Thursday, October 18, 2018
Stem Cell

Future Cure to Type 1 Diabetes may be found in Successful Stem Cell Treatment in Mice

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A father of two children with type 1 diabetes, Doug Melton promised to cure his children. Stem cell researcher and professor at Harvard proposed to replace missing cells in patients with type 1 diabetes and protect those from the body’s own immune system.

Beta cells found in the pancreas are responsible for producing insulin in the body, and people with type 1 diabetes have their body’s immune system attack their beta cells. Stem cells have the ability to turn into different types of cells, and Melton utilized those to grow an unlimited supply of beta cells that respond to blood sugar.

For the longest time, people suffering from type 1 diabetes rely on insulin to keep them alive, but with various side effects like slow healing, blindness and nerve damage. Type 1 diabetes can only be cured by transplanting beta cells from someone who died recently, but would need to remain on medication for life.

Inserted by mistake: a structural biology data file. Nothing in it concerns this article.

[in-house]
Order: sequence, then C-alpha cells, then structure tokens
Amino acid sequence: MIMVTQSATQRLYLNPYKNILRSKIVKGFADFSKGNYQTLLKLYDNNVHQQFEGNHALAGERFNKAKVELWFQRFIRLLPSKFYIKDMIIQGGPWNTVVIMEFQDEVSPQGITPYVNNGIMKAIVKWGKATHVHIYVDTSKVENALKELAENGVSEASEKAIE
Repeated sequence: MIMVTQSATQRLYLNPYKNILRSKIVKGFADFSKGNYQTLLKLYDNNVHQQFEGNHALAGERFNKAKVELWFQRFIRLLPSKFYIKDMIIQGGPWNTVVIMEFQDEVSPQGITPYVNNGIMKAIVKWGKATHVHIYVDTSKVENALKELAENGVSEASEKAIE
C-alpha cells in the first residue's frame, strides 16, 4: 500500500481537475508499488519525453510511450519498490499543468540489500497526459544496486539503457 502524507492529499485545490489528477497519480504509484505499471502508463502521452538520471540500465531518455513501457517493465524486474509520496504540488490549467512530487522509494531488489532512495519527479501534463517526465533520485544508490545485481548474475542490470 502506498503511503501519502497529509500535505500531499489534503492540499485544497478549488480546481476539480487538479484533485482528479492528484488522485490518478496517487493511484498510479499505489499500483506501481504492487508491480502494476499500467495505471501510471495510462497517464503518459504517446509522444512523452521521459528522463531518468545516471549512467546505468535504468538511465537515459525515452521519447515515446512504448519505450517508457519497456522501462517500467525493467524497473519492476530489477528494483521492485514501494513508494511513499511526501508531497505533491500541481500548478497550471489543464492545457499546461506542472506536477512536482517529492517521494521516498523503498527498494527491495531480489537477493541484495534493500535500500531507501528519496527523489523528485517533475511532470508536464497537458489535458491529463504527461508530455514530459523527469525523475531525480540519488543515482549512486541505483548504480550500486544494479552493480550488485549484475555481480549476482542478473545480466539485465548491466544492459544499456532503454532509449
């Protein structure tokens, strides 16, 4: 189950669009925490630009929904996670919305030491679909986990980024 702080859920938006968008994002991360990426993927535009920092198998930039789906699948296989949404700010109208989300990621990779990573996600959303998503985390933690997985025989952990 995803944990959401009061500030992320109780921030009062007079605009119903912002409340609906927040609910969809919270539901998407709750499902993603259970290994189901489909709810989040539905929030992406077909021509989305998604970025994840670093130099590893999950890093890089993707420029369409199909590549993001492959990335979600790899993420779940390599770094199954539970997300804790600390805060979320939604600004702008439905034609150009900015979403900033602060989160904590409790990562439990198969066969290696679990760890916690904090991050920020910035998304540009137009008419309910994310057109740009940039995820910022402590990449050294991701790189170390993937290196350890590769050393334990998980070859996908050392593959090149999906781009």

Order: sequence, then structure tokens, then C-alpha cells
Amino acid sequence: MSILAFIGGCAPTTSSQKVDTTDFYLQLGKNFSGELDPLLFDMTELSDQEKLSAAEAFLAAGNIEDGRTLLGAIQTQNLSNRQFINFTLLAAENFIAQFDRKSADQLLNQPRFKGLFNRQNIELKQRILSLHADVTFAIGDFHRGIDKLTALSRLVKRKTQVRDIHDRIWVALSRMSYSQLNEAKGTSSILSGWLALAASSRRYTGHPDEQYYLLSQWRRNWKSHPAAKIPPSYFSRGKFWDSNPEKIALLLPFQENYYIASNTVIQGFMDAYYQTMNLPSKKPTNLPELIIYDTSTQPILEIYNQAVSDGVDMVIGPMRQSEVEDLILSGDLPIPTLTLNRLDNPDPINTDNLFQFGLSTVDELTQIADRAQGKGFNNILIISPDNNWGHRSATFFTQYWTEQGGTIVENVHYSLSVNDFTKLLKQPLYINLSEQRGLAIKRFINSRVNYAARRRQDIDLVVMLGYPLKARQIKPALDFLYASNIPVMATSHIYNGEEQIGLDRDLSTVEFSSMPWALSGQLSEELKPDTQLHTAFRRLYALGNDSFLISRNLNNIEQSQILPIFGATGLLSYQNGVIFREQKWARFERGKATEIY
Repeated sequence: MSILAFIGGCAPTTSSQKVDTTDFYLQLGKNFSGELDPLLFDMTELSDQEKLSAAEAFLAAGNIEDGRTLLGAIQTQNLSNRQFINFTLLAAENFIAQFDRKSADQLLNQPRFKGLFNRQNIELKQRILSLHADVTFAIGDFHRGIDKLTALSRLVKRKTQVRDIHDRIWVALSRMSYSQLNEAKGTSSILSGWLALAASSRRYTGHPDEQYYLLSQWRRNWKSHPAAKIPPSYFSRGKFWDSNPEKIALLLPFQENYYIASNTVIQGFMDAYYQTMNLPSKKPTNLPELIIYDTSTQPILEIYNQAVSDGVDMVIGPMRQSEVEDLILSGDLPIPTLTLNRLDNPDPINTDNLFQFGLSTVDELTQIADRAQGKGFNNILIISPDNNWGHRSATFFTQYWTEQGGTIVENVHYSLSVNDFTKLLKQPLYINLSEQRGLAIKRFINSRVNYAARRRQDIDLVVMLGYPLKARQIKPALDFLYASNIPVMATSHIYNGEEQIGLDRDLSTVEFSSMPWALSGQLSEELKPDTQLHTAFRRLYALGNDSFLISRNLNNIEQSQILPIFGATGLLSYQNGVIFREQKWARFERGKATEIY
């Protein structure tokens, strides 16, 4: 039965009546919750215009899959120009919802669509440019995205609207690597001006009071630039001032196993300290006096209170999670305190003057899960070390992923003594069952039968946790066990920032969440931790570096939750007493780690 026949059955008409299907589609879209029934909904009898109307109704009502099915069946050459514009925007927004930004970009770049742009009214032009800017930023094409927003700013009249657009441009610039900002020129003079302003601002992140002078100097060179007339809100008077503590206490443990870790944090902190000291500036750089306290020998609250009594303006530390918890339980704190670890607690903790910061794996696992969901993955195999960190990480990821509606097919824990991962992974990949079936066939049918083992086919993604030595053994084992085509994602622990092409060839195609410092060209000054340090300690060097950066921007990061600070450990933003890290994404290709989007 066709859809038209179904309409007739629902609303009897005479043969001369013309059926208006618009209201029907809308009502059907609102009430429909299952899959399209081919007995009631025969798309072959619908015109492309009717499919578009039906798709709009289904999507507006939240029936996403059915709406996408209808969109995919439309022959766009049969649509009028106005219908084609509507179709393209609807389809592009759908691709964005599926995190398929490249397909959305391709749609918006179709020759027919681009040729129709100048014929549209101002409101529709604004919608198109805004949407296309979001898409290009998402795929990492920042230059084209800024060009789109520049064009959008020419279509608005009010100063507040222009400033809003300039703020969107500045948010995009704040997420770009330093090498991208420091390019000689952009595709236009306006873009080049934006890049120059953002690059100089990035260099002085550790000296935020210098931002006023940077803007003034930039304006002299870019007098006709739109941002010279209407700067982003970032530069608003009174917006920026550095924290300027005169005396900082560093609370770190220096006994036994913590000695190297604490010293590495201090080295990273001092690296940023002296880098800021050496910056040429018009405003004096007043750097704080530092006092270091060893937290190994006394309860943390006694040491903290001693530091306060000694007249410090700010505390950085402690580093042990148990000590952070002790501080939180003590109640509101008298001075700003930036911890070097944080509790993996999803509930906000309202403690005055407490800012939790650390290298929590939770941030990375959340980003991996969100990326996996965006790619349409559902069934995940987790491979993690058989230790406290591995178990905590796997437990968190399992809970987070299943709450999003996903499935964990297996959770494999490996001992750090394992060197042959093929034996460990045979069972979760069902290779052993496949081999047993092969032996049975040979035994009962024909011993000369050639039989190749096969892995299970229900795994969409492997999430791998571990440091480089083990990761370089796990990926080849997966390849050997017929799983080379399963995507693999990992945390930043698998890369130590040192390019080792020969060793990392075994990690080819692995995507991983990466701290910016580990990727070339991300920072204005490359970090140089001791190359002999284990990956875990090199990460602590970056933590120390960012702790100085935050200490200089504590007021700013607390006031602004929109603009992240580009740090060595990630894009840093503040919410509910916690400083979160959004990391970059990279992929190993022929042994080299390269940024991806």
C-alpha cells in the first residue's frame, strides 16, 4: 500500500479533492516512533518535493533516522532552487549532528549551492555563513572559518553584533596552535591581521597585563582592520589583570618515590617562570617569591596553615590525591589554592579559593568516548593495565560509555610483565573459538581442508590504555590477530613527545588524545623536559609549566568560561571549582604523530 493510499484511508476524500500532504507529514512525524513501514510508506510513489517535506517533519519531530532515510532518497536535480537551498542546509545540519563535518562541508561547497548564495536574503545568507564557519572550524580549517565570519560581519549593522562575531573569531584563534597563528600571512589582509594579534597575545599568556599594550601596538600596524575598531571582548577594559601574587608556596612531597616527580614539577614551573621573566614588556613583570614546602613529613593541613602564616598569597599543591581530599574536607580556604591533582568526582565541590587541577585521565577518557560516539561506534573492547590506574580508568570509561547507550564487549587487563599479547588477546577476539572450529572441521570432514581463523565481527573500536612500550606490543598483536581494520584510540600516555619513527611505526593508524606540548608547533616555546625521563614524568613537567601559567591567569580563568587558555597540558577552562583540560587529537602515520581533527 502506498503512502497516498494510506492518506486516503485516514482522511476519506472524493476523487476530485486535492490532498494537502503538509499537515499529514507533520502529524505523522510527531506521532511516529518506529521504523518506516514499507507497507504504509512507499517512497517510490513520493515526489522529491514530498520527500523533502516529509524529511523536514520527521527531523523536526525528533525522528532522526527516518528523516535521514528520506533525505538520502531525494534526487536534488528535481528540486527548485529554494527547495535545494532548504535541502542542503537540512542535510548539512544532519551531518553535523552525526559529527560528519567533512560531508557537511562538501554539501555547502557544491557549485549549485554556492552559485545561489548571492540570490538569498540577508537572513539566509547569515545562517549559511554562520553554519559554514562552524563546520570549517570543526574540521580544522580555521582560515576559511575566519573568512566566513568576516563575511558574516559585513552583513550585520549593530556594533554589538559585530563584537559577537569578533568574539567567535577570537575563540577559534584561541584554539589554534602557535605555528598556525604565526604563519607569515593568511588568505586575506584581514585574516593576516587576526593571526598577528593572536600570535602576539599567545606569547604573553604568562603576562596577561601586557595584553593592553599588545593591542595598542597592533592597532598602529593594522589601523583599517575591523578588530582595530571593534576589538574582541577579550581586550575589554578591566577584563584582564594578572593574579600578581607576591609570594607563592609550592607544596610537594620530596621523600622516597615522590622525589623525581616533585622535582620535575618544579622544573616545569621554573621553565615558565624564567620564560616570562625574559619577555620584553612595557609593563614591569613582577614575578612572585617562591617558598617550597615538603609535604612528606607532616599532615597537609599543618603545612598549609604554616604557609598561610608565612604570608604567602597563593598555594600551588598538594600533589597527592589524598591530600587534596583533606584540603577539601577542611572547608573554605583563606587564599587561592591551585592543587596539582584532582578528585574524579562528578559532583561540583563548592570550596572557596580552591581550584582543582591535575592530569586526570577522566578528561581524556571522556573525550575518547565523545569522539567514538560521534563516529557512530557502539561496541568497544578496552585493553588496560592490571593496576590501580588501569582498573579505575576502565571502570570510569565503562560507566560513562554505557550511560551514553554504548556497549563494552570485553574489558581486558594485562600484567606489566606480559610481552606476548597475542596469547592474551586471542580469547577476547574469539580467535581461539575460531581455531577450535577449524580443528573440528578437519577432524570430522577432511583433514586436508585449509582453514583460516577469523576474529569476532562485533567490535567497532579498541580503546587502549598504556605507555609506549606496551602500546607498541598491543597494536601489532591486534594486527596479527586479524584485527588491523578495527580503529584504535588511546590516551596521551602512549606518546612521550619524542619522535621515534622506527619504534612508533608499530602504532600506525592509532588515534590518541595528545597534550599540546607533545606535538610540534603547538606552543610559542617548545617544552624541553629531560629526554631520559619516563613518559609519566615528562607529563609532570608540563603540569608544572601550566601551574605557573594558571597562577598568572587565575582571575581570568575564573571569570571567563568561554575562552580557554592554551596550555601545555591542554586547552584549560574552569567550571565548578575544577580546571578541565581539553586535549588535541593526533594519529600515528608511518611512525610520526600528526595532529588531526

As of date there are less than 1000 transplants for beta cells due to its complications.

Melton along with 50 graduate students created beta cell replacements that they tested in rodents that seemed to work, where human testing is their next target.

Melton and his team, after spending a decade, have managed to grow stem cells from human embryos into beta cells, where countless others have failed. They can also utilize pluripotent stem cells to avoid controversies and ethical laws.

These two artificial beta cells can help cure type 1 and 2 diabetes as well because type 2 diabetes is more likely caused by obesity not genetic disorder.

Break through Barriers

New advances in stem cell research, including Melton’s work, show promise as a treatment for diseases like heart disease, Alzheimer’s and diabetes.

The first part of Melton’s solution to his problem was creating the beta cells. The second part is trickier where he needs to protect them from the body’s faulty immune system. There were a number of solutions suggested like implanting a device that coat the cells with a substance to stop the immune cells from sticking to them, or enclose the cells like a tea bag.

Melton’s work would need a few more years to be fully capable to test on human patients.